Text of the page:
Religion vs. public health redux

I mentioned previously a clash between religion and public health, where a Liberian immigrant was jailed for importing bushmeat. She argued that infringing upon her religious freedom in this manner was unconstitutional; authorities argued that she couldn’t put others at risk because of her religious beliefs. Another clash where religious beliefs are at odds with public health is simmering in the U.K.; more after the jump.

Women training in several hospitals in England have raised objections to removing their arm coverings in theatre and to rolling up their sleeves when washing their hands, because it is regarded as immodest in Islam.

Universities and NHS trusts fear many more will refuse to co-operate with new Department of Health guidance, introduced this month, which stipulates that all doctors must be “bare below the elbow”.

The measure is deemed necessary to stop the spread of infections such as MRSA and Clostridium difficile, which have killed hundreds.

Reactions from other doctors and infectious disease specialists quoted in the story are harsh–justifiably, in my opinion–and they note that some trainees have indeed quit the program rather than expose their arms.

A possible compromise?

Dr Majid Katme, the association spokesman, said: “Exposed arms can pick up germs and there is a lot of evidence to suggest skin is safer to the patient if covered. One idea might be to produce long, sterile, disposable gloves which go up to the elbows.”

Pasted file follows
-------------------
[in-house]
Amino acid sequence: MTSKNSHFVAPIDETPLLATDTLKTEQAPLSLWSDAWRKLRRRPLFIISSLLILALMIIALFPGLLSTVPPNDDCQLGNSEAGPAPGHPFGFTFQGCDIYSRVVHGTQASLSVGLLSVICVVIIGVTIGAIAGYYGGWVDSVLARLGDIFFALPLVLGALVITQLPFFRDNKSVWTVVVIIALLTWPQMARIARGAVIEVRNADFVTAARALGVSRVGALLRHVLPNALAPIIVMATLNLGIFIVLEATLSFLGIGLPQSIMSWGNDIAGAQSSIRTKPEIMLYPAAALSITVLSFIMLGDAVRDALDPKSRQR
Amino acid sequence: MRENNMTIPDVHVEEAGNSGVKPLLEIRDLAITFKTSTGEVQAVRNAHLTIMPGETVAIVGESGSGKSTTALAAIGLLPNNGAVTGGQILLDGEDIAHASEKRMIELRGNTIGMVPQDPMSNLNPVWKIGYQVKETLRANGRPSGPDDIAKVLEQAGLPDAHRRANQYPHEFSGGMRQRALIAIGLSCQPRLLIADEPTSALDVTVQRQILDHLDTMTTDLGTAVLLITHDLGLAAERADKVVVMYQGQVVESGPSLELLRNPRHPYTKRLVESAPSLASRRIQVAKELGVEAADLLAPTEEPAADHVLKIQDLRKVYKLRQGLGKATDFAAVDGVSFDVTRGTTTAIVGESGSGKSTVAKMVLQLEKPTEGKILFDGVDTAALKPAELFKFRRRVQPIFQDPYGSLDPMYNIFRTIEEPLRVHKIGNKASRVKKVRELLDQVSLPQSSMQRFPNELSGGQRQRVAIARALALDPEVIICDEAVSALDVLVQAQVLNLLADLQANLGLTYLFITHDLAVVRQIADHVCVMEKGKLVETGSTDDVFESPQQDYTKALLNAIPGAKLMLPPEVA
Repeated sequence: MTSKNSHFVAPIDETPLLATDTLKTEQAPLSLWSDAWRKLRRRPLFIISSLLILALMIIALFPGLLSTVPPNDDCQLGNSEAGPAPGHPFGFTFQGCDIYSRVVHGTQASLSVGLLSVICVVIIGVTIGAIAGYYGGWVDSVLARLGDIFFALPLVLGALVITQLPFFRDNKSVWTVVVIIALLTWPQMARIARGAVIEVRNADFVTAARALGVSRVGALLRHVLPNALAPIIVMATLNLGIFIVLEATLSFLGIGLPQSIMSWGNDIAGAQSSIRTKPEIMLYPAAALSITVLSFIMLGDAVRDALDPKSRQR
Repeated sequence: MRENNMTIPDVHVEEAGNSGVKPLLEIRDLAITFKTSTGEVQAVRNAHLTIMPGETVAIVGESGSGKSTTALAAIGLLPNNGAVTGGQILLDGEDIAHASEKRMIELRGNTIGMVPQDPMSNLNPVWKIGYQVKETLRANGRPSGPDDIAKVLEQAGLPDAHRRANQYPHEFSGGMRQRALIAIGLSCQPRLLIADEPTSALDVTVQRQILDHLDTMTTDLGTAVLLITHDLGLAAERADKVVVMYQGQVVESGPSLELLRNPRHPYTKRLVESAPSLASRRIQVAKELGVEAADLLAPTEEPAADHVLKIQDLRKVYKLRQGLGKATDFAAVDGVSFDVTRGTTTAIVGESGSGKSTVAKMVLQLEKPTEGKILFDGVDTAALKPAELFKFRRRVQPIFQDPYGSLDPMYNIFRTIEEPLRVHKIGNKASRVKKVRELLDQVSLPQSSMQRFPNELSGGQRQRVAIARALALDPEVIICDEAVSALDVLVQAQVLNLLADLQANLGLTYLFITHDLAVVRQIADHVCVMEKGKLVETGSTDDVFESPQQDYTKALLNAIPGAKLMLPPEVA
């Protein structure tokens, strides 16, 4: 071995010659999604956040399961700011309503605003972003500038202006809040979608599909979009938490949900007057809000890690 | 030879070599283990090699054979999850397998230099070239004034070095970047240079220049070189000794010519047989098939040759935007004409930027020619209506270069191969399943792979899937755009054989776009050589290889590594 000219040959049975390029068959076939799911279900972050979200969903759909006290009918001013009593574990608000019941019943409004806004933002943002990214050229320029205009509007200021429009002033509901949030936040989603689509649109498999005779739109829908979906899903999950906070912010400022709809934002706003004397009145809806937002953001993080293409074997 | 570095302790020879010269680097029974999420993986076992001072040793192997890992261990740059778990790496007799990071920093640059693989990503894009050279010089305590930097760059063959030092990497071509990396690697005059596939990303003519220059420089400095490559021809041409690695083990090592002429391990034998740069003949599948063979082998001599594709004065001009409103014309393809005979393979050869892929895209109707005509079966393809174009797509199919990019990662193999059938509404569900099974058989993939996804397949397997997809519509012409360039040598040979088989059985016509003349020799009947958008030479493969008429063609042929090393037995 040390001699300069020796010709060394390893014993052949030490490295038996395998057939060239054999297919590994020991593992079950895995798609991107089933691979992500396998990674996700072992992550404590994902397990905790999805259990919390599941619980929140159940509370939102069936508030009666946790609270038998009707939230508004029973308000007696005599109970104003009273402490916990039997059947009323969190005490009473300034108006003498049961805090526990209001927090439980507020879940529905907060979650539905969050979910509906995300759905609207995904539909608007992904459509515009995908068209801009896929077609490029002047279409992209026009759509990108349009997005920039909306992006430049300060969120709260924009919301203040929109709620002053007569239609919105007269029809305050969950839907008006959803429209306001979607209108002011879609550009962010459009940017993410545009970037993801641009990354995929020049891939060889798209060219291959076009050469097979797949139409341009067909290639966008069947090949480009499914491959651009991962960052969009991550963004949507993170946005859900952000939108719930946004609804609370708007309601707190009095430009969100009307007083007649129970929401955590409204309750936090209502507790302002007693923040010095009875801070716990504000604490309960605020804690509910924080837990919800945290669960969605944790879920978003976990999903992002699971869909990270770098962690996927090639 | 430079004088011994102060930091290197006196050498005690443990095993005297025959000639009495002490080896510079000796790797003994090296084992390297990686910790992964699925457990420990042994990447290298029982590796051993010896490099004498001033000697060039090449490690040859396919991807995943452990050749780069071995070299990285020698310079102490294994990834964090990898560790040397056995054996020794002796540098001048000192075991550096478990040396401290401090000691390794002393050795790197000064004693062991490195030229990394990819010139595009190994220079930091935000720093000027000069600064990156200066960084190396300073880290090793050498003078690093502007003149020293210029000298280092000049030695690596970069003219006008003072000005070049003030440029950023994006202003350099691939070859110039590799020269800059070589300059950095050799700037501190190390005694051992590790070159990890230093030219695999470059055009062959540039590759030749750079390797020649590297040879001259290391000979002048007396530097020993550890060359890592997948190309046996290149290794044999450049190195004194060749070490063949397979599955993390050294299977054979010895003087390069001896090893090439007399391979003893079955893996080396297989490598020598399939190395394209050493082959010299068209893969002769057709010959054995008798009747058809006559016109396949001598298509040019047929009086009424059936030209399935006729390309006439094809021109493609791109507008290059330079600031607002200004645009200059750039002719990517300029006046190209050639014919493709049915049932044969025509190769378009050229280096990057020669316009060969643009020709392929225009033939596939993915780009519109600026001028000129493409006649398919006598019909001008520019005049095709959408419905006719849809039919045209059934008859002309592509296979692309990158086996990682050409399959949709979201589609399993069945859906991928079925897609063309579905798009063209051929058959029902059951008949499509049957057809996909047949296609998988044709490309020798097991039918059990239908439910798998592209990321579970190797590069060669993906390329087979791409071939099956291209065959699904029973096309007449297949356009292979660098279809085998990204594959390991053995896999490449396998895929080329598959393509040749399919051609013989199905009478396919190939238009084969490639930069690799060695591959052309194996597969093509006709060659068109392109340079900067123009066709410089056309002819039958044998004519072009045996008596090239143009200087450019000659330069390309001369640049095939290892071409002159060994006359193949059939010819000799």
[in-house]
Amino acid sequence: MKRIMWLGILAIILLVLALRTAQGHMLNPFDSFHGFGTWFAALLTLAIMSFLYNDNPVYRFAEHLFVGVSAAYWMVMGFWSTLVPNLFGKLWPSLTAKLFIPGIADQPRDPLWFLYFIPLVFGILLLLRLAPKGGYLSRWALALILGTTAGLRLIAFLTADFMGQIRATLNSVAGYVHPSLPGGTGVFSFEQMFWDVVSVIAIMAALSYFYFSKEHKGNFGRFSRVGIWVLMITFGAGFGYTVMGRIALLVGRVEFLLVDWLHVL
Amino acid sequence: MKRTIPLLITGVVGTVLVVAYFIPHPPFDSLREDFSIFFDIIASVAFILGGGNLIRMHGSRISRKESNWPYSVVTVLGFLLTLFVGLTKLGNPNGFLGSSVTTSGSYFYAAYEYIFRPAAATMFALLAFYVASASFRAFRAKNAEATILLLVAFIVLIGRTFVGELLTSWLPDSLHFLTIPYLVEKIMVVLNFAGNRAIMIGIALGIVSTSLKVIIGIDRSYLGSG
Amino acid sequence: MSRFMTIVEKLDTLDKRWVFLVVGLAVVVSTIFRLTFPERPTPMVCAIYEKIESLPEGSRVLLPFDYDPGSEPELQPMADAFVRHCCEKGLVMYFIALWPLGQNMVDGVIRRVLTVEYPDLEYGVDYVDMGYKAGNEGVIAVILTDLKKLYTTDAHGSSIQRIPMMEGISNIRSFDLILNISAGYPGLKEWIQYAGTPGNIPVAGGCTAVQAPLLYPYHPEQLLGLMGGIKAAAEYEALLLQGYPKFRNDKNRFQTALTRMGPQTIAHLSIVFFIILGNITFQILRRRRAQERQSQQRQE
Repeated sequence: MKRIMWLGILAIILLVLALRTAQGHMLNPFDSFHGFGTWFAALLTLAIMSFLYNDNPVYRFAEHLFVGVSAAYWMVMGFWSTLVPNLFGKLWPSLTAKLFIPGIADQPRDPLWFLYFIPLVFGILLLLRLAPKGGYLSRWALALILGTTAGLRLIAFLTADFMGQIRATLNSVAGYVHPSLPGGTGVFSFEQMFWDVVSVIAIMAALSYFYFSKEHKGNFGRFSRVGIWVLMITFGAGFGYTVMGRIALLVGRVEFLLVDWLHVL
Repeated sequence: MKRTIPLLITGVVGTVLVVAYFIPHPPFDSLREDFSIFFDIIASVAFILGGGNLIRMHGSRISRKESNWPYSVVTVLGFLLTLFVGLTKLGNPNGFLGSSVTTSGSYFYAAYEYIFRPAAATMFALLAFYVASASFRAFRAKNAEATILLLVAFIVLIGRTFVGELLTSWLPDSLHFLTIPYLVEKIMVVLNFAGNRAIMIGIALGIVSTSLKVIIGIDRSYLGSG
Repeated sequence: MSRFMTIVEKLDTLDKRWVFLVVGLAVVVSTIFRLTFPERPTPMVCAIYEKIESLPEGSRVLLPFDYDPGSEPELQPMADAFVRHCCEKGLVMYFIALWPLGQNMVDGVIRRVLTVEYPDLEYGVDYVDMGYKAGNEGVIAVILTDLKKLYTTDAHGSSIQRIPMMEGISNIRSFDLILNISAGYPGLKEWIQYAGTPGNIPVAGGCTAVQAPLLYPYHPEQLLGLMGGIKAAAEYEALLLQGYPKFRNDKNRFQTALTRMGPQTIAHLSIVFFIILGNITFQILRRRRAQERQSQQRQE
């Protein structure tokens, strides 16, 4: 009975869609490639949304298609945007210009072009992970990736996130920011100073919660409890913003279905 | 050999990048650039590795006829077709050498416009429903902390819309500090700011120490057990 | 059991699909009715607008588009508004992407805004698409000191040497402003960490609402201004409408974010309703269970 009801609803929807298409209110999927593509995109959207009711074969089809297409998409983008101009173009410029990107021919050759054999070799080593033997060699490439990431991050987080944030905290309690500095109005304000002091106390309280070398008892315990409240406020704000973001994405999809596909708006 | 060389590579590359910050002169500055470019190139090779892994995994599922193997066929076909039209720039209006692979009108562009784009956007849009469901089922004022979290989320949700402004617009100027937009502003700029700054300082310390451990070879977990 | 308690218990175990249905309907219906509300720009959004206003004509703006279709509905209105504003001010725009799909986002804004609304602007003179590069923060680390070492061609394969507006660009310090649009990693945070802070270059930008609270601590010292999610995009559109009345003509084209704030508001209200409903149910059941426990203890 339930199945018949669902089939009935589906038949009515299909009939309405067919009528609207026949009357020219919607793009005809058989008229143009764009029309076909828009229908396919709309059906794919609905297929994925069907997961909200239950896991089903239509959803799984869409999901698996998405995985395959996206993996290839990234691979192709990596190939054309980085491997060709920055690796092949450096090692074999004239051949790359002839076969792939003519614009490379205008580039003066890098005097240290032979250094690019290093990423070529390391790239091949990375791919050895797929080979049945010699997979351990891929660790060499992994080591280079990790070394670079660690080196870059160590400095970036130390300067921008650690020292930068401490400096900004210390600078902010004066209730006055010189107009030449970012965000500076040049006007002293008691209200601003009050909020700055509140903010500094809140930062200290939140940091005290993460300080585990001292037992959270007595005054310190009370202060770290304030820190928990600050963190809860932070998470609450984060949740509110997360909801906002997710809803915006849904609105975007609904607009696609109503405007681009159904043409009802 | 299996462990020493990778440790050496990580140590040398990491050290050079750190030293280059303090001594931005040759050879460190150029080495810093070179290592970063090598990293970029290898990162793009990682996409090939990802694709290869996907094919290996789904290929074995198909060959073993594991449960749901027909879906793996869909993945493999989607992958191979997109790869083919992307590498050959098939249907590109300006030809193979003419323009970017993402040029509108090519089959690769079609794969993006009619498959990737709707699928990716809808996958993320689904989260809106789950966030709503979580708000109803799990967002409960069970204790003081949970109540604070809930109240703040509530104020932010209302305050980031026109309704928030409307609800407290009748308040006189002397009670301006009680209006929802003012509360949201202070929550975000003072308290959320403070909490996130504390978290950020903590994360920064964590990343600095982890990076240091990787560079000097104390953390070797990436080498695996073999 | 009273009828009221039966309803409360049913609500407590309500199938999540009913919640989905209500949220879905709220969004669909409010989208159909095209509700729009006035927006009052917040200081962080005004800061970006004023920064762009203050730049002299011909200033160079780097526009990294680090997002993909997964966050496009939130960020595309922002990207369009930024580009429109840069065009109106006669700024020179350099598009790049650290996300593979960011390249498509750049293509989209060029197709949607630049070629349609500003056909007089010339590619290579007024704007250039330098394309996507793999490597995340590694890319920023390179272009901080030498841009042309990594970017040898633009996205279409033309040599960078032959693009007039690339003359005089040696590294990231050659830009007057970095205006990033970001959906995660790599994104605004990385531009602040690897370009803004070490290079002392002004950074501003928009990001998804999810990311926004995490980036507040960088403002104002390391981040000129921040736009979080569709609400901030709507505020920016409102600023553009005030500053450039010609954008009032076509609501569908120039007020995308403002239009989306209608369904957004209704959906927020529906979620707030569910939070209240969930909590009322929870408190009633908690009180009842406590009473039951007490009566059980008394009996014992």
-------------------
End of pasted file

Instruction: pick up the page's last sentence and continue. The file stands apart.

Comments

  1. #1 writerdd
    February 5, 2008

    How about not compromising? Just say, “If you can’t perform the requirements of this job, then get a different job.” Really, I’m so sick of caving in to stupid religious superstitions.

  2. #2 J-Dog
    February 5, 2008

    I say F*&k ‘em if they can’t do the job. I also am sick of caving.

  3. #3 bob koepp
    February 5, 2008

    I often support appeals to conscience by healthcare professionals because it is frequently possible to accommodate those appeals while still providing medically indicated care. I think this is probably one of those cases, since disposable gloves should do the trick.

  4. #4 Jerad
    February 5, 2008

    It’s a difficult situation. The UK educates plenty of doctors and nurses but lots of them go into private practice or quit after only a few years. The British government has come under a lot of criticism for recruiting medical professionals from African countries and so they are trying harder to recruit from under-represented groups in Britain. And, if different beliefs can be accommodated without putting the patients at risk or too much additional cost (longer sterile gloves) then why not?

  5. #5 Anna M
    February 5, 2008

    If it doesn’t require a lot of effort to find a reasonable and safe solution, why bother fighting about it? We shouldn’t cave on things that are truly crucial, like fully informing patients of their options, when religious beliefs come into play, but this is not one of those.

    Why bother fighting about it when there’s an easy solution?

  6. #6 Joseph O'Donnell
    February 5, 2008

    You see, what’s best for the patient should take absolute priority and not spreading superbugs is the primary thing here. Public health and safety should take precedence over personal beliefs anyday – especially when it is dealing with the likes of MRSA, which is already a considerable problem in hospitals.